Men ★½

It is exceptionally difficult to tell a non-literal narrative and have it hold the proper emotional weight. The story here operates purely as symbolism, metaphorical and only that. While there are grounded moments of domestic drama and home invasion horror, many sequences only make sense on a symbolic level. The entire ending sequence had my theater mumbling and occasionally chuckling, the strangeness of the situation being so far from reality that there was no other emotional way to react to it. Buckley is a strong performer, but the way certain symbolic elements phase the character while others fly right over her head leave us with an inaccessible protagonist. There’s no solid entry point here, and the sparse plot of the film itself doesn’t make finding a way in all that temping.

This broad depiction of men as blaming women for all their sins since the origins of faith itself is both shockingly unsophisticated and constantly muddied by how poorly it ties into the actual story. There is a connection forced between the protagonist’s backstory and the film’s present day plot yet the two fail to meaningfully connect. Our protagonist is not plagued by guilt but haunted by the trauma of being abused, manipulated, and forced to witness something horrific; her being further tormented does nothing to evolve her mental state, but rather it’s just more needless torment. Nearly the entire film is her bearing witness to disturbing acts and words rather than doing much of anything herself. The religious basis confuses more than in clarifies meaning, and the shared identity/facelessness of her tormentors quickly becomes more of a distracting gimmick than meaningful tool. A massive disappointment coming from Garland.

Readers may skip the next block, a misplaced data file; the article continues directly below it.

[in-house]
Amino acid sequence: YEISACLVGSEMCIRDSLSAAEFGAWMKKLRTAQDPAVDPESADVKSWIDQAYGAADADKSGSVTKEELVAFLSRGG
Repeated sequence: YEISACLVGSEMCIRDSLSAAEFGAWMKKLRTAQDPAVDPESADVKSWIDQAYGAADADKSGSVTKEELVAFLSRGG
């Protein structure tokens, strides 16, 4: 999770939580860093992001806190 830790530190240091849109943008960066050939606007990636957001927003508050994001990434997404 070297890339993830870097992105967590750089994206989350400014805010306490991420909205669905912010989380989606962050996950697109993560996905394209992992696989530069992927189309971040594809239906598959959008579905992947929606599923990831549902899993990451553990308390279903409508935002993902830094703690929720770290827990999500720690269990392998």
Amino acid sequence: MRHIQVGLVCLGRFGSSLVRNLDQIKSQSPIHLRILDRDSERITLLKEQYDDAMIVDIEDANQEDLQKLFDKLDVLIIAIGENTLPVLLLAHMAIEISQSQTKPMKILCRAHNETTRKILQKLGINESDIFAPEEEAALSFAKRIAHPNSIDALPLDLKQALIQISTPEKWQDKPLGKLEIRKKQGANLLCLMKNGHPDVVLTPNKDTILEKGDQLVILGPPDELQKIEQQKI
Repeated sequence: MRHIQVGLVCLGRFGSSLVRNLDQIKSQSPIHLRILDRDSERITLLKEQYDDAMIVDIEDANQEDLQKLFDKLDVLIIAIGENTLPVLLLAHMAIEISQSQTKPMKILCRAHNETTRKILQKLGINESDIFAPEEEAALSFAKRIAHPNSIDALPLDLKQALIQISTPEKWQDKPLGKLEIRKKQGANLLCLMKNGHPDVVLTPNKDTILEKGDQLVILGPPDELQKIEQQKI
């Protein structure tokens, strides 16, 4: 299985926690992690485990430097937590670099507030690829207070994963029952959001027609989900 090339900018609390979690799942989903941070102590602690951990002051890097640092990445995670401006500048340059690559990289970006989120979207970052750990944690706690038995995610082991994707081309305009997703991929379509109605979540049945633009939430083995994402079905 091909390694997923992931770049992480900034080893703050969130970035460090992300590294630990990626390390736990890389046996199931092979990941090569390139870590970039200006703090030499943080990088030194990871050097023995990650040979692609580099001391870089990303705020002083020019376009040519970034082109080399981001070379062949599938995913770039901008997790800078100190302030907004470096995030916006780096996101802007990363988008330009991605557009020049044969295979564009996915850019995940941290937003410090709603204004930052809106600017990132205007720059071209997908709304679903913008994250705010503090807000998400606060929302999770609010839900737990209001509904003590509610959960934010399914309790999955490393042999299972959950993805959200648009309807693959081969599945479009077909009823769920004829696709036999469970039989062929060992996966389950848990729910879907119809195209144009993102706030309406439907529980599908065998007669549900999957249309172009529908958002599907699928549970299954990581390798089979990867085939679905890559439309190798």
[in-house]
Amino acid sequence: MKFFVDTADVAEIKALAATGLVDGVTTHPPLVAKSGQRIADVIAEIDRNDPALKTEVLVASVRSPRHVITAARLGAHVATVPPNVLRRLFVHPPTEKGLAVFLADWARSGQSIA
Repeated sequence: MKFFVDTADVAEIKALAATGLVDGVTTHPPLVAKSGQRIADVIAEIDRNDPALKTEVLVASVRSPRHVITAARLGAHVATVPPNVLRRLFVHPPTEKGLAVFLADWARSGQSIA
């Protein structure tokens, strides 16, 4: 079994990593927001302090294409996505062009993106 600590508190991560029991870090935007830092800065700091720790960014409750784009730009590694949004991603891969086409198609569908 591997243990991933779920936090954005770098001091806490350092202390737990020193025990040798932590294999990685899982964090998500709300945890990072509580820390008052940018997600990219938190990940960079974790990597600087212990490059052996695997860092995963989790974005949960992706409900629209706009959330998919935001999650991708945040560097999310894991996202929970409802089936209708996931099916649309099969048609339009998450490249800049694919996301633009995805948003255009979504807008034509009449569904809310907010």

Jacob liked these reviews